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The Thyroid Gland
The thyroid gland is located at the front of the neck just below the Adam’s apple. It has two lobes and the gland is butterfly shaped. The thyroid is one of the largest endocrine glands, weighing up to 60 grams in adult humans.
The thyroid gland controls the metabolic rate of all the tissues of the body. Metabolic rate means the rate at which the cells produce and consume energy, so the thyroid gland is in charge of energy regulation in every cell of our body. This encompasses almost every physiological process in the body, including growth and development, metabolism, body temperature, and heart rate.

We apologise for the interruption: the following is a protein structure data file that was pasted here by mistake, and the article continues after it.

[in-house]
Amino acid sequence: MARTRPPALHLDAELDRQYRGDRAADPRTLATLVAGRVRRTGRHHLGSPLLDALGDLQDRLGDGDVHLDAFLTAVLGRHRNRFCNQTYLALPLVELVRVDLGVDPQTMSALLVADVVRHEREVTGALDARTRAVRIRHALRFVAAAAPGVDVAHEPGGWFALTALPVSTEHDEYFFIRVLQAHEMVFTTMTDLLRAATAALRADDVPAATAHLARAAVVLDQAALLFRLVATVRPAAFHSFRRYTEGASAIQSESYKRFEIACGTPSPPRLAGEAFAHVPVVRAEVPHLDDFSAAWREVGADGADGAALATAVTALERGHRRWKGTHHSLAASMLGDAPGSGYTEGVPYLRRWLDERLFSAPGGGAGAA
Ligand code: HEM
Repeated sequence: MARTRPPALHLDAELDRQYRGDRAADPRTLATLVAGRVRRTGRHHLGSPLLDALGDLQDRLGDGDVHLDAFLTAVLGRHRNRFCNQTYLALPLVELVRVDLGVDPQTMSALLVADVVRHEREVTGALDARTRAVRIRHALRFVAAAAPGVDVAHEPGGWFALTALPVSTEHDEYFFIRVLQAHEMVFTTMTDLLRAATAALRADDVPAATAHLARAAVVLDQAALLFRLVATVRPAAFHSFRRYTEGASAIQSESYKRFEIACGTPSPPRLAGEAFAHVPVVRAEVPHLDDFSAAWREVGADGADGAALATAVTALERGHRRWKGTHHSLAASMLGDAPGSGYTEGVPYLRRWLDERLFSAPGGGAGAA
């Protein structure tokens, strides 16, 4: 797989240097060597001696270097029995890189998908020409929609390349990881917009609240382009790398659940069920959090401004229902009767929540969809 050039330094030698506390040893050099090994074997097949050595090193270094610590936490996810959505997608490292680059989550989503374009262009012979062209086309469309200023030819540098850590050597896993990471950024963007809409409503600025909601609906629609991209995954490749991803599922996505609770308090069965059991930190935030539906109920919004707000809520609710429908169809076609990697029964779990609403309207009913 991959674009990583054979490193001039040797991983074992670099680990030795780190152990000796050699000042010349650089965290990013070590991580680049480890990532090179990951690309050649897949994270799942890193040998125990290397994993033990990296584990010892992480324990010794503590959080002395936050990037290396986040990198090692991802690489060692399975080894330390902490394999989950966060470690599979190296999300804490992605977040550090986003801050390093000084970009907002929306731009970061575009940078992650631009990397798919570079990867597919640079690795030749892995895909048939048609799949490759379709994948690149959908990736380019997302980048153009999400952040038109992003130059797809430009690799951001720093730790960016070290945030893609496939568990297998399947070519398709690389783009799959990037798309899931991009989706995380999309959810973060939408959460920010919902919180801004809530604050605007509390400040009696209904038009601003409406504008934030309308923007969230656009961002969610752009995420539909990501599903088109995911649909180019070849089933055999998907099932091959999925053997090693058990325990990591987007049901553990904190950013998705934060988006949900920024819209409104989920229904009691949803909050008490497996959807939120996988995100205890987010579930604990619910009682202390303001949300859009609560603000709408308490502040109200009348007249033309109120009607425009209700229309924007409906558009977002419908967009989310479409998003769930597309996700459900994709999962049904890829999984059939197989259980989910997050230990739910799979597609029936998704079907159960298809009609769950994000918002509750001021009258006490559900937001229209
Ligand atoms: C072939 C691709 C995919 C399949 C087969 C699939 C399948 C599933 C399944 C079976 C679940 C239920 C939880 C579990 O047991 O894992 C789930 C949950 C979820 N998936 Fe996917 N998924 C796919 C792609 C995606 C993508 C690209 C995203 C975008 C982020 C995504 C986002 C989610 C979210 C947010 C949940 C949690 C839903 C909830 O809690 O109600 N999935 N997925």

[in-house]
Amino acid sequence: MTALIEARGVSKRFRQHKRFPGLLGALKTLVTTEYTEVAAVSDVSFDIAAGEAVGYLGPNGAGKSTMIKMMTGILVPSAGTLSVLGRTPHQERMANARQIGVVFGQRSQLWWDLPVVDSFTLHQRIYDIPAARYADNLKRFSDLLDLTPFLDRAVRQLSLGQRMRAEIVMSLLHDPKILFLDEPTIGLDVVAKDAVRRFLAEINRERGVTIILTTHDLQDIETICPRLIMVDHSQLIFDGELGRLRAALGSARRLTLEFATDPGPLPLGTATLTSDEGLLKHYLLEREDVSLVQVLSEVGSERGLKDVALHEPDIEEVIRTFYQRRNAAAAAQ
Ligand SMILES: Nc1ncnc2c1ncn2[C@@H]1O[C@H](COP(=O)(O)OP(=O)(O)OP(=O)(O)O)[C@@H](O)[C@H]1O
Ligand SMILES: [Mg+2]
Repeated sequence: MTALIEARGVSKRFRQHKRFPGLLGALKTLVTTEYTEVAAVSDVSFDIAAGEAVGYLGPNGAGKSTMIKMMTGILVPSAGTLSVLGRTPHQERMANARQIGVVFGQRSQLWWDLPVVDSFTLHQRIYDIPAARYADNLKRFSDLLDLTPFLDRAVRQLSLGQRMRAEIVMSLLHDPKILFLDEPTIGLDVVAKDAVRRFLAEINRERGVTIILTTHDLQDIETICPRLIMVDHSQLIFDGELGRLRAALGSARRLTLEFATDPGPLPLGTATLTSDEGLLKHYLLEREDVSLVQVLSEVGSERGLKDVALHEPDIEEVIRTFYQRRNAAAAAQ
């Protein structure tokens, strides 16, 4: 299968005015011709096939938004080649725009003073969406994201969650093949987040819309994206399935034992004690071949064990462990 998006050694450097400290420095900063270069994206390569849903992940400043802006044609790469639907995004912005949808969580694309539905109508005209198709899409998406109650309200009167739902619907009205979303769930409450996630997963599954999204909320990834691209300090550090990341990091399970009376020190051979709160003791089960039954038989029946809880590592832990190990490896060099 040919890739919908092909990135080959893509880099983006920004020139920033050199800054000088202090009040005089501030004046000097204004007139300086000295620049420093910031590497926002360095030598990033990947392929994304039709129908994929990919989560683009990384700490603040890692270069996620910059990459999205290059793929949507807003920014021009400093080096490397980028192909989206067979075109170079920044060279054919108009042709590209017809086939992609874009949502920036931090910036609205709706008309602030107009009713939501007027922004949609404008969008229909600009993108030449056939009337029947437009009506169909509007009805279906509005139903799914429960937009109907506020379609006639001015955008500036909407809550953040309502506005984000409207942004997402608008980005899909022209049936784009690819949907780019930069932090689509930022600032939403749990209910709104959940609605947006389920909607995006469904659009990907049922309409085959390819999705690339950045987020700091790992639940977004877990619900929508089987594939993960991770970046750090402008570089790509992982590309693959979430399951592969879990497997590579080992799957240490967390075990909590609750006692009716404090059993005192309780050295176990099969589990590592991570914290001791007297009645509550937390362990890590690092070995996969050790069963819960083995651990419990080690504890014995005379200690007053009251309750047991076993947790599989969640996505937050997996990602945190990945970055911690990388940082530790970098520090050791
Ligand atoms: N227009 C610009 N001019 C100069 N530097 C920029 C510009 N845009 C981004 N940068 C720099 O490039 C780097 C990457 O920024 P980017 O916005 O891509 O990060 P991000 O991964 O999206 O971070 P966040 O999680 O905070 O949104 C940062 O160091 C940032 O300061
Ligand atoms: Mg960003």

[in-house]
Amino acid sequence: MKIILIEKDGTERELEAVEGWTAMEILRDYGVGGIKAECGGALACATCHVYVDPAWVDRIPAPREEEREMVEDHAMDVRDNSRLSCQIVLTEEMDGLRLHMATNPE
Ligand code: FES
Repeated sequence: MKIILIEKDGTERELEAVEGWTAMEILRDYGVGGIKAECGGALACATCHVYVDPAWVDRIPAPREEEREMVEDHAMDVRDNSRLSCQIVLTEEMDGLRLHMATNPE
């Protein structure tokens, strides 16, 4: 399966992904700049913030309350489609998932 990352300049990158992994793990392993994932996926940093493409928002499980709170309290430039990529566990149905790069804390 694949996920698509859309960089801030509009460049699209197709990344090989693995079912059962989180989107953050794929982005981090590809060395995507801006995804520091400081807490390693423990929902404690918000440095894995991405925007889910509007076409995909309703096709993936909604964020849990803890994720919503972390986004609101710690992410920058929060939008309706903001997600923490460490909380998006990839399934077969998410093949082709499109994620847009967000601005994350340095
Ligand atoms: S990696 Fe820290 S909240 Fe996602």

Thyroid hormone production is controlled by the pituitary gland, which in turn is controlled by the hypothalamus.
The pituitary gland produces thyroid-stimulating hormone (also known as TSH and as thyrotropin). TSH then stimulates the thyroid gland in order for it to secrete thyroxine (abbreviated to T4) and a very small amount of triiodothyronine (also known as T3).
The thyroid gland also secretes the iodotyrosines (T1 and T2) but far less is known about what they actually do and if they have any real significance to our health.
In addition to the thyroid hormones (T3 and T4) and the iodotyrosines (T1 and T2) the thyroid gland also produces calcitonin.